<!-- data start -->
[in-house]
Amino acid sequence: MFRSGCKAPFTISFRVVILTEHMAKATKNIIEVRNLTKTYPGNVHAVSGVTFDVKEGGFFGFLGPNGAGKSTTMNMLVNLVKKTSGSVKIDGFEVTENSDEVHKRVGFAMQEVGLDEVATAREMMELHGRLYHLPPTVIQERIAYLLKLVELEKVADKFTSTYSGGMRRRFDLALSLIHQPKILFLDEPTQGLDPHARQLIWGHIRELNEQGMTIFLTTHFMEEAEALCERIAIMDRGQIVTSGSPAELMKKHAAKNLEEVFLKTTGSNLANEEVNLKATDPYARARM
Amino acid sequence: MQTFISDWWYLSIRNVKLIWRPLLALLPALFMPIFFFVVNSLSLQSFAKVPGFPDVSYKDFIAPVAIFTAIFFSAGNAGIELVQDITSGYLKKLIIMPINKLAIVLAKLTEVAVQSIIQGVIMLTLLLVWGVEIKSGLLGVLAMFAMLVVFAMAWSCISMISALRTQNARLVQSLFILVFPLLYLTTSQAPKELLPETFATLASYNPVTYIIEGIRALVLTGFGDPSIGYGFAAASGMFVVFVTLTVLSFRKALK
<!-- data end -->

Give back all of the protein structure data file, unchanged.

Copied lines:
[in-house]
Amino acid sequence: MFRSGCKAPFTISFRVVILTEHMAKATKNIIEVRNLTKTYPGNVHAVSGVTFDVKEGGFFGFLGPNGAGKSTTMNMLVNLVKKTSGSVKIDGFEVTENSDEVHKRVGFAMQEVGLDEVATAREMMELHGRLYHLPPTVIQERIAYLLKLVELEKVADKFTSTYSGGMRRRFDLALSLIHQPKILFLDEPTQGLDPHARQLIWGHIRELNEQGMTIFLTTHFMEEAEALCERIAIMDRGQIVTSGSPAELMKKHAAKNLEEVFLKTTGSNLANEEVNLKATDPYARARM
Amino acid sequence: MQTFISDWWYLSIRNVKLIWRPLLALLPALFMPIFFFVVNSLSLQSFAKVPGFPDVSYKDFIAPVAIFTAIFFSAGNAGIELVQDITSGYLKKLIIMPINKLAIVLAKLTEVAVQSIIQGVIMLTLLLVWGVEIKSGLLGVLAMFAMLVVFAMAWSCISMISALRTQNARLVQSLFILVFPLLYLTTSQAPKELLPETFATLASYNPVTYIIEGIRALVLTGFGDPSIGYGFAAASGMFVVFVTLTVLSFRKALK